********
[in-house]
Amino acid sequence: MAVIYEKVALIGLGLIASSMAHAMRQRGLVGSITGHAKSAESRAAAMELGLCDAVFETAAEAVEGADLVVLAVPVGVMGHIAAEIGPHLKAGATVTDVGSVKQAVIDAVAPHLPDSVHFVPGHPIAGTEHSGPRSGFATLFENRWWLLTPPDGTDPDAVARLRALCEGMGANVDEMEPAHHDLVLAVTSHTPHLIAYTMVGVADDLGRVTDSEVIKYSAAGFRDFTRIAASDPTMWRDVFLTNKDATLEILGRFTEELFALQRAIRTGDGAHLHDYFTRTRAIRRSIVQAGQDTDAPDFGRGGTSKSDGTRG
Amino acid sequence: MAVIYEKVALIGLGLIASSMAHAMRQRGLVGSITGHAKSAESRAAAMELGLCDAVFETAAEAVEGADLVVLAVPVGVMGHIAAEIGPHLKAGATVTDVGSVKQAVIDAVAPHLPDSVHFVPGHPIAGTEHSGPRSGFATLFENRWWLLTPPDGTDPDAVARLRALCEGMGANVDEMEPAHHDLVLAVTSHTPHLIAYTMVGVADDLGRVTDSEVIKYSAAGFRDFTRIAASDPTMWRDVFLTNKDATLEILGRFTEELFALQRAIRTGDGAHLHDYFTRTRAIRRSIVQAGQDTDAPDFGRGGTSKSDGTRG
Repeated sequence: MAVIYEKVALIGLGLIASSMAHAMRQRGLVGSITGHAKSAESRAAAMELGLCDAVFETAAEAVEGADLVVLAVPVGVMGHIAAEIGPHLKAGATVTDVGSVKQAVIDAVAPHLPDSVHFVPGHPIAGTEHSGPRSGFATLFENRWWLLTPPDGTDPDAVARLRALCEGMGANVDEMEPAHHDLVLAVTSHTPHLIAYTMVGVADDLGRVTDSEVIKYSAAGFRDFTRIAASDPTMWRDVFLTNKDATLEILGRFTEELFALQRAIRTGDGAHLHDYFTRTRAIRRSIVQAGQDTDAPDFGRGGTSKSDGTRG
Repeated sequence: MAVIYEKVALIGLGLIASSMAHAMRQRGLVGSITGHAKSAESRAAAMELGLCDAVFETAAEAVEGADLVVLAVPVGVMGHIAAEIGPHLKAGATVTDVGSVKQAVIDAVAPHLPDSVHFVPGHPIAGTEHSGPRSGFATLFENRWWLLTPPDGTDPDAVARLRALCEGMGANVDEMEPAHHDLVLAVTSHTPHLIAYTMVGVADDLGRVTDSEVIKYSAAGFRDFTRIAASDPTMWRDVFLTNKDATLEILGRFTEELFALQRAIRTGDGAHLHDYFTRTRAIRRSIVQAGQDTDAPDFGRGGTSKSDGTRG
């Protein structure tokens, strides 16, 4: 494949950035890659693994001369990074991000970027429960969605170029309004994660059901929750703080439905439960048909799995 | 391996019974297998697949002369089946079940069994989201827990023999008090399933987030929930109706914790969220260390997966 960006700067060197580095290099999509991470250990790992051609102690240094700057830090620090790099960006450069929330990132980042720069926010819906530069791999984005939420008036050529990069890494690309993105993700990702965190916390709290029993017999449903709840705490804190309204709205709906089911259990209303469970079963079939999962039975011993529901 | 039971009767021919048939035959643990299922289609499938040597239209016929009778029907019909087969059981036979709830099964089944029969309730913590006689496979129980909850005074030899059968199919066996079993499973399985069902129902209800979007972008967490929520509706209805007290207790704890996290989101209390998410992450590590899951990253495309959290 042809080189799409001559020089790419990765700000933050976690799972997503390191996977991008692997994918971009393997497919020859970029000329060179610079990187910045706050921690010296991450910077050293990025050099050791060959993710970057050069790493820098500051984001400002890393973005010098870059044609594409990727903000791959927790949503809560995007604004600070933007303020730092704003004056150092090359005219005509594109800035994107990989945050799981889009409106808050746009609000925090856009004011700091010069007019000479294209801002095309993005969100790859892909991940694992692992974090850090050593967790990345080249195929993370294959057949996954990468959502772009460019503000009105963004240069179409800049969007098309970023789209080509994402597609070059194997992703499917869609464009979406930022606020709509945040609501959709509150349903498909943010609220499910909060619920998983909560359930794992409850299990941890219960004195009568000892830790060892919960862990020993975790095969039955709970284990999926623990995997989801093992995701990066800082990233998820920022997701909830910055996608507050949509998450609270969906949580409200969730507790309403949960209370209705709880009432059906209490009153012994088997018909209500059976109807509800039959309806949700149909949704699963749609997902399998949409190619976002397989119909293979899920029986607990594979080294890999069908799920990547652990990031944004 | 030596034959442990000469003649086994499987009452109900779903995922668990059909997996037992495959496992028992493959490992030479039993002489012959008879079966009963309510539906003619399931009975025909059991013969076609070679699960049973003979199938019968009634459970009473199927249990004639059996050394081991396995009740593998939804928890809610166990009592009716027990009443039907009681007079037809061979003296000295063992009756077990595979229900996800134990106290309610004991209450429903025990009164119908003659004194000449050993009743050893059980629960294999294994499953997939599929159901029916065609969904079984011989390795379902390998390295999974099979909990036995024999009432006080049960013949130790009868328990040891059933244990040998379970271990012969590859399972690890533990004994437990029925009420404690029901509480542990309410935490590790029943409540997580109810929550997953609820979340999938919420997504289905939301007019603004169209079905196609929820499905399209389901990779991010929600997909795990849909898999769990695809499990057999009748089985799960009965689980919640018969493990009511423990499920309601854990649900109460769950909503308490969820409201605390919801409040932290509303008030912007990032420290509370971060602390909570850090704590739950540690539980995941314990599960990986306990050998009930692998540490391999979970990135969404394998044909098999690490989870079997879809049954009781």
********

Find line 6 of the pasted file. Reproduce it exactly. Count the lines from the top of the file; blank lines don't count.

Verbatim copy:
């Protein structure tokens, strides 16, 4: 494949950035890659693994001369990074991000970027429960969605170029309004994660059901929750703080439905439960048909799995 | 391996019974297998697949002369089946079940069994989201827990023999008090399933987030929930109706914790969220260390997966 960006700067060197580095290099999509991470250990790992051609102690240094700057830090620090790099960006450069929330990132980042720069926010819906530069791999984005939420008036050529990069890494690309993105993700990702965190916390709290029993017999449903709840705490804190309204709205709906089911259990209303469970079963079939999962039975011993529901 | 039971009767021919048939035959643990299922289609499938040597239209016929009778029907019909087969059981036979709830099964089944029969309730913590006689496979129980909850005074030899059968199919066996079993499973399985069902129902209800979007972008967490929520509706209805007290207790704890996290989101209390998410992450590590899951990253495309959290 042809080189799409001559020089790419990765700000933050976690799972997503390191996977991008692997994918971009393997497919020859970029000329060179610079990187910045706050921690010296991450910077050293990025050099050791060959993710970057050069790493820098500051984001400002890393973005010098870059044609594409990727903000791959927790949503809560995007604004600070933007303020730092704003004056150092090359005219005509594109800035994107990989945050799981889009409106808050746009609000925090856009004011700091010069007019000479294209801002095309993005969100790859892909991940694992692992974090850090050593967790990345080249195929993370294959057949996954990468959502772009460019503000009105963004240069179409800049969007098309970023789209080509994402597609070059194997992703499917869609464009979406930022606020709509945040609501959709509150349903498909943010609220499910909060619920998983909560359930794992409850299990941890219960004195009568000892830790060892919960862990020993975790095969039955709970284990999926623990995997989801093992995701990066800082990233998820920022997701909830910055996608507050949509998450609270969906949580409200969730507790309403949960209370209705709880009432059906209490009153012994088997018909209500059976109807509800039959309806949700149909949704699963749609997902399998949409190619976002397989119909293979899920029986607990594979080294890999069908799920990547652990990031944004 | 030596034959442990000469003649086994499987009452109900779903995922668990059909997996037992495959496992028992493959490992030479039993002489012959008879079966009963309510539906003619399931009975025909059991013969076609070679699960049973003979199938019968009634459970009473199927249990004639059996050394081991396995009740593998939804928890809610166990009592009716027990009443039907009681007079037809061979003296000295063992009756077990595979229900996800134990106290309610004991209450429903025990009164119908003659004194000449050993009743050893059980629960294999294994499953997939599929159901029916065609969904079984011989390795379902390998390295999974099979909990036995024999009432006080049960013949130790009868328990040891059933244990040998379970271990012969590859399972690890533990004994437990029925009420404690029901509480542990309410935490590790029943409540997580109810929550997953609820979340999938919420997504289905939301007019603004169209079905196609929820499905399209389901990779991010929600997909795990849909898999769990695809499990057999009748089985799960009965689980919640018969493990009511423990499920309601854990649900109460769950909503308490969820409201605390919801409040932290509303008030912007990032420290509370971060602390909570850090704590739950540690539980995941314990599960990986306990050998009930692998540490391999979970990135969404394998044909098999690490989870079997879809049954009781």